how does prop trading compensation work?

Discussion in 'Professional Trading' started by xdenielx, Apr 27, 2006.

  1. xdenielx


    everyone says that the commission that you're company charges is more important that the % of pay that you does it work if you're offered a certain GROSS %???

    for example, if' i'm making 30% of my gross trading profits, then it doesn't matter how much commission i've paid because i'm being paid gross of any commissions.

    can someone give me an overview of how the compensation scheme works and what i should expect to get (% of profits, acceptable commission, etc) for working at a place with no capital contribution?
  2. I hear from other prop traders that anything lower than 50% is a rip-off nowadays.

    That is about as useful as I can be on the issue.
  3. If you have no capital to contribute and you're going prop, most firms -- nowadays -- will bring you in and teach you scalping. Something mechanical and uninformative like stepping in front of size (bids and offers), and holding for very short periods of time, or liquidity trading, which is almost dead. They do this to limit their, and your, risk while forcing you to generate lots of commissions.

    They also often make you sign a non-compete agreement, stating that you cannot trade anywhere else for a year or more, lock you into a low payout, and charge you anywhere from .0075 to .01 a share, which no experienced trader would ever pay. They do this because they know most people fail, so they want to lock you down and make sure you make as much money for them as possible before you quit.

    Generally their cost basis to cover their fixed clearing costs is .002 per share, depending on how large they are.

    Most people after half a year end up doing 30,000 to 50,000 shares a day. So at .01 a share that's $300-$500 a day, without SEC fees, ECN markups, and other charges, which often bring it to $400-$600 a day. After that is deducted from your gross profit, if you ever have anything left over (which is rare), you get a percentage of that at the end of the pay period. Usually you get 50%-70%. The firms keep everything above .002 and their percentage cut as profit for themselves. You cover your own losses.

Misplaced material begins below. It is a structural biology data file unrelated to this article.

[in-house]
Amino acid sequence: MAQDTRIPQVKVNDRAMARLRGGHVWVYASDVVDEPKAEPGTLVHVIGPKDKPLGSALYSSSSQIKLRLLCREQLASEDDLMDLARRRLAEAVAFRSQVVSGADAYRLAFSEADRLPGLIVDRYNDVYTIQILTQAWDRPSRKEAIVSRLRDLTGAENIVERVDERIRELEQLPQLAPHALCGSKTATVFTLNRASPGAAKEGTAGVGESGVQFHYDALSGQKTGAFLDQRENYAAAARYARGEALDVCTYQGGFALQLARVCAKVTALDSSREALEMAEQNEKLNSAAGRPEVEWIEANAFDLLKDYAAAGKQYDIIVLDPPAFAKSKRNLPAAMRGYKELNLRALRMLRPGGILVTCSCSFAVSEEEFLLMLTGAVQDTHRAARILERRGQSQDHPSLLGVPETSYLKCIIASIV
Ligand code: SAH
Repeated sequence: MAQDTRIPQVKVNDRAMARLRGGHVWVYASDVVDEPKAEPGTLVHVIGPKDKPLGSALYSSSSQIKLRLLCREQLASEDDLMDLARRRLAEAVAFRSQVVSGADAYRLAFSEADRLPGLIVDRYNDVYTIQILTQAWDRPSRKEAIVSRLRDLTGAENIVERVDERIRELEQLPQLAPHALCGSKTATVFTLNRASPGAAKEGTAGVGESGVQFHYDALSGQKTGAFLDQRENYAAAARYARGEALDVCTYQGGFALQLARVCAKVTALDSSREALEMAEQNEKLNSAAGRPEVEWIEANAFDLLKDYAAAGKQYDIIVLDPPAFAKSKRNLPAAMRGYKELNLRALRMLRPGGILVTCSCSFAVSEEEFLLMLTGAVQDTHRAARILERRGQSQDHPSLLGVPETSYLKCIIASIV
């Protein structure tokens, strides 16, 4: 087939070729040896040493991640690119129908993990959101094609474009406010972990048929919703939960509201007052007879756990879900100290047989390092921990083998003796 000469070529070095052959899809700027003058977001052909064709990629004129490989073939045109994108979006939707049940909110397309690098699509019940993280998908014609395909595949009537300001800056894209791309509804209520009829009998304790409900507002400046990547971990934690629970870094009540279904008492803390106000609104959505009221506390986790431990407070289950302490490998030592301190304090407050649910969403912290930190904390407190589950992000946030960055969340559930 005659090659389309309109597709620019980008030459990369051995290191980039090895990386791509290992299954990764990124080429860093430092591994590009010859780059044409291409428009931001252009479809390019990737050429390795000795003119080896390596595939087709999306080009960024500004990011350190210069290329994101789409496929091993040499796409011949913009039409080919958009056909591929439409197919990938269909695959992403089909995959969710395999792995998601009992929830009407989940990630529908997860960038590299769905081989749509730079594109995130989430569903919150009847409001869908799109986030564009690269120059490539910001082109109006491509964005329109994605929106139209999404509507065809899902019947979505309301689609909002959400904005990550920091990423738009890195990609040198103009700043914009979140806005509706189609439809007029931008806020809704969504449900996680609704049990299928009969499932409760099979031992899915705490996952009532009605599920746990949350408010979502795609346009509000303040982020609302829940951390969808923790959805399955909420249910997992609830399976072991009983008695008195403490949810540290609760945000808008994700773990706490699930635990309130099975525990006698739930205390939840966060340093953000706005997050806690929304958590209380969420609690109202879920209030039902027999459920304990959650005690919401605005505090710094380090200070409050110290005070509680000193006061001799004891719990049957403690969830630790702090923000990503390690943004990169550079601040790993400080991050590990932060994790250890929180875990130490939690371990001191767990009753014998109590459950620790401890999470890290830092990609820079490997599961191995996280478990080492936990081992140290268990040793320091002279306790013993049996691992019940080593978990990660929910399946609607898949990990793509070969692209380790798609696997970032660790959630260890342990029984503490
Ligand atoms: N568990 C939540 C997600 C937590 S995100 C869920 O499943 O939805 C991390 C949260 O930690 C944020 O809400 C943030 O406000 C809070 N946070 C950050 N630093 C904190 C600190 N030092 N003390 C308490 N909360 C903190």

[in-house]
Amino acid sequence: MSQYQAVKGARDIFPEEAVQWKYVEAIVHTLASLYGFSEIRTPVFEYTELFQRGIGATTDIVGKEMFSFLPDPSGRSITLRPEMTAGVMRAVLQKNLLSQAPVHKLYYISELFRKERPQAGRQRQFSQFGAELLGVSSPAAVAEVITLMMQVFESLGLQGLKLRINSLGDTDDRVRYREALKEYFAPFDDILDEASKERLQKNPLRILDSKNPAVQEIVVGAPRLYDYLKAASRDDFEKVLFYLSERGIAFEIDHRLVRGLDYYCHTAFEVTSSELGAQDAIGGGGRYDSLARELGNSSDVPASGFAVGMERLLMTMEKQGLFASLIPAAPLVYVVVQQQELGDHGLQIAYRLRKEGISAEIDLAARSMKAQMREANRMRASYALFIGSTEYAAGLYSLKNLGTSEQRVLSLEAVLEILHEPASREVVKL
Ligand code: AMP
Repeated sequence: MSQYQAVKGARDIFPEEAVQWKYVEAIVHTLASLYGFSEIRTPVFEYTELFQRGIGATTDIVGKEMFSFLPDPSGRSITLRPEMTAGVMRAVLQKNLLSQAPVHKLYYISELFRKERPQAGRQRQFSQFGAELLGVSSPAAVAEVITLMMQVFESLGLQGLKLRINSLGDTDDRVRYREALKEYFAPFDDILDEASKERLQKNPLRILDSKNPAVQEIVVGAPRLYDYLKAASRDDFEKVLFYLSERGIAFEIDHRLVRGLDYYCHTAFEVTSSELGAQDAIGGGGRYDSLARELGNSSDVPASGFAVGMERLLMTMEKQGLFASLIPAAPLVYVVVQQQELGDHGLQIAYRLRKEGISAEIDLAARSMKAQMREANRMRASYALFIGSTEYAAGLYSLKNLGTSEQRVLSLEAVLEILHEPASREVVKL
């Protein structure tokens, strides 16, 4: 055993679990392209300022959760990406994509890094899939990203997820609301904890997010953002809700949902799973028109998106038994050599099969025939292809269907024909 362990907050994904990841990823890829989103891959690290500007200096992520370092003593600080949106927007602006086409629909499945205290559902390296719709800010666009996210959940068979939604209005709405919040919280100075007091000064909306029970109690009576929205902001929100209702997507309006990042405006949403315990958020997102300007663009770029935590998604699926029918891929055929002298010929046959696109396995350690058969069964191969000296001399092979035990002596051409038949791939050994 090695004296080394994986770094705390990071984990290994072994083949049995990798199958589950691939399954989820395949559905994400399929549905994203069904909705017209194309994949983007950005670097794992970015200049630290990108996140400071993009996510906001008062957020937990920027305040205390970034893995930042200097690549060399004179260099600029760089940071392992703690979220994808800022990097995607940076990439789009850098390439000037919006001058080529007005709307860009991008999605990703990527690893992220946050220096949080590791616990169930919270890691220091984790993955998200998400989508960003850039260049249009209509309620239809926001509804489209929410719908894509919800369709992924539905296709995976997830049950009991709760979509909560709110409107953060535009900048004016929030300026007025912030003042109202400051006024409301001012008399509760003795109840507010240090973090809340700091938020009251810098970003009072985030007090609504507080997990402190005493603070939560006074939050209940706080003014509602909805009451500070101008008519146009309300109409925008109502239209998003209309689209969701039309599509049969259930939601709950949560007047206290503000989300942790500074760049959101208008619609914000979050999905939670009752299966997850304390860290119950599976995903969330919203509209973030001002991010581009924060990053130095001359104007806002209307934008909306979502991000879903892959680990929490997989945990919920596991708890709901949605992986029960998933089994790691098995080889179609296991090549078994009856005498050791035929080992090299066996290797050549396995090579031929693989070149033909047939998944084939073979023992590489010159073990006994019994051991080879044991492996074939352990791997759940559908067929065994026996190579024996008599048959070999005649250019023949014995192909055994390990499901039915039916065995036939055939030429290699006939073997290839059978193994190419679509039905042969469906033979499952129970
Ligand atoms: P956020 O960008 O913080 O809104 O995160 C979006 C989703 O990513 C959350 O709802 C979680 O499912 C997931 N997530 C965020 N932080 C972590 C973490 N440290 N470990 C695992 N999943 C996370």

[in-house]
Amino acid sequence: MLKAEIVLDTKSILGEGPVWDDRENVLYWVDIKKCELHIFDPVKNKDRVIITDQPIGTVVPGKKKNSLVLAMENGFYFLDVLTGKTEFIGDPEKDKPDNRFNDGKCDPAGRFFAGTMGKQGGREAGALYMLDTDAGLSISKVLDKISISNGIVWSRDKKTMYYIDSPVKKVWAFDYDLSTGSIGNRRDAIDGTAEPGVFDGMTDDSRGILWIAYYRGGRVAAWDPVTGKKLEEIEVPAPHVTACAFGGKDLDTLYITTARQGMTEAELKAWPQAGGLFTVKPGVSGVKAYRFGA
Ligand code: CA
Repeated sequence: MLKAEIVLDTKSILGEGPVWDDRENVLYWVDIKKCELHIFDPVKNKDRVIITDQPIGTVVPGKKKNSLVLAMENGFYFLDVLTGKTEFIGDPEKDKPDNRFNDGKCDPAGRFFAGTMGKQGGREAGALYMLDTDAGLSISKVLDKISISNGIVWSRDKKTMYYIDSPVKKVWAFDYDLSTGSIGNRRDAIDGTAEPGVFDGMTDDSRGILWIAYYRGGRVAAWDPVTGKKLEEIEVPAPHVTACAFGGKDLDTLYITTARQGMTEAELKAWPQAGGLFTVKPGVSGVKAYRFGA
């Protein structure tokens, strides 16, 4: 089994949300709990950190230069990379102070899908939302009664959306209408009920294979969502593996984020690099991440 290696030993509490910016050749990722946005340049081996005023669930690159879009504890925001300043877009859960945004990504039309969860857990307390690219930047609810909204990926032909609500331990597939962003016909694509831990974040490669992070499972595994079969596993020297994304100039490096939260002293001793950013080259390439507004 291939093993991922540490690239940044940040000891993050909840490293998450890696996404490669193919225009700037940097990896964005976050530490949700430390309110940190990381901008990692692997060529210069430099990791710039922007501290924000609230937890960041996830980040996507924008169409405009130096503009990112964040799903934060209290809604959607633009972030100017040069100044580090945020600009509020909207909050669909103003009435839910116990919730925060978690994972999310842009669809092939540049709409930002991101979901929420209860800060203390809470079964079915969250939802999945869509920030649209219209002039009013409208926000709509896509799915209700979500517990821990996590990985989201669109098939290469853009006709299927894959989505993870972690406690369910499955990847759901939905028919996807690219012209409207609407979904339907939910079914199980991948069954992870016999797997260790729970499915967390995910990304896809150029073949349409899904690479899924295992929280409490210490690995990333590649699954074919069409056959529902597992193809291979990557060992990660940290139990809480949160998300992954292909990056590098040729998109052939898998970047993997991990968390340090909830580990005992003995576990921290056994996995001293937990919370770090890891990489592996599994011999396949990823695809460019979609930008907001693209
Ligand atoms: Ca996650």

It is extremely profitable for LLCs to bring in new people to teach them this method, offering nothing beyond that, and then kick them out the door. It's very low risk. After you give them free labor for a year or two you decide if you want to continue once you have begun to understand how the market operates.

    This business model makes it very hard for undercapitalized traders to succeed. You have to be very disciplined and intuitive to pick it up enough to survive a few years without digging a huge hole, or you have to have the capital to sit it out for that time and observe, observe, observe.

    Only the higher-eschelon prop firms actually teach you something and have a real stake in your success, and they do not regularly recruit without a big process. So just be aware of this now, so that when you sign an agreement you understand precisely what your labor is worth.
  4. xdenielx


    thanks for the info, very question though:

    The firms keep everything above .002 and their percentage cut as profit for themselves. You cover your own losses.

    I didn't think that you cover your own losses? I thought that they cover the losses, but if you're losing they give you the boot? You mean that if you lose their money you actually have to dig into your own pocket and pay them?

    Also, how is this a successful business model? In the end they're hiring inexperienced traders to trade with their money? Is it because they keep you around only if you're making money, and then they make money off the commissioin?
  5. I believe he was referring to where you have your own account. I think the firm will limit your losses since your putting up no capital at all, you actually are trading that firms capital.